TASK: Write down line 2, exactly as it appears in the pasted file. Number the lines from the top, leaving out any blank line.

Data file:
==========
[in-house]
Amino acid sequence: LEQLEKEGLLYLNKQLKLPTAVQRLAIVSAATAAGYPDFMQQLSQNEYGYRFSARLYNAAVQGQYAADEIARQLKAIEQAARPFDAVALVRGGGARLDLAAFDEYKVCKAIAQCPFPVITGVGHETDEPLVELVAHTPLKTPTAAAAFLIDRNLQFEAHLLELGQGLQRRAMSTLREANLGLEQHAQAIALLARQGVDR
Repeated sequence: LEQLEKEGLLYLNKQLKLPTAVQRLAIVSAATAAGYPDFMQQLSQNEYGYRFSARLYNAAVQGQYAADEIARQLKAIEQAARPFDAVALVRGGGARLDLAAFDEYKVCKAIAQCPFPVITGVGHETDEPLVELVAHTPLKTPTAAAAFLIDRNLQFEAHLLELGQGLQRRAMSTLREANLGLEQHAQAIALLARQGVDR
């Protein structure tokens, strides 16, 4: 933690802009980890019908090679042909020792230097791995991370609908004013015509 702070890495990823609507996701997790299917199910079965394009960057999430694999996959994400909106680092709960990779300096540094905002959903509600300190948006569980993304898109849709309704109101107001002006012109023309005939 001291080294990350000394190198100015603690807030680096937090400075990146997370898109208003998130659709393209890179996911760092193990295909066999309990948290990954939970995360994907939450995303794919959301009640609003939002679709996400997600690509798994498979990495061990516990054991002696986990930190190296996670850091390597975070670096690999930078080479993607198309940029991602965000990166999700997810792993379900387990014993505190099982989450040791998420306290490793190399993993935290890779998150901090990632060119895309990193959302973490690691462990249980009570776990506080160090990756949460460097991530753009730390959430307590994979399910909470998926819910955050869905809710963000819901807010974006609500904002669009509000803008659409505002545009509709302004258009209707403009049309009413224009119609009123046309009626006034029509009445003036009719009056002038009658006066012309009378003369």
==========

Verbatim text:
Amino acid sequence: LEQLEKEGLLYLNKQLKLPTAVQRLAIVSAATAAGYPDFMQQLSQNEYGYRFSARLYNAAVQGQYAADEIARQLKAIEQAARPFDAVALVRGGGARLDLAAFDEYKVCKAIAQCPFPVITGVGHETDEPLVELVAHTPLKTPTAAAAFLIDRNLQFEAHLLELGQGLQRRAMSTLREANLGLEQHAQAIALLARQGVDR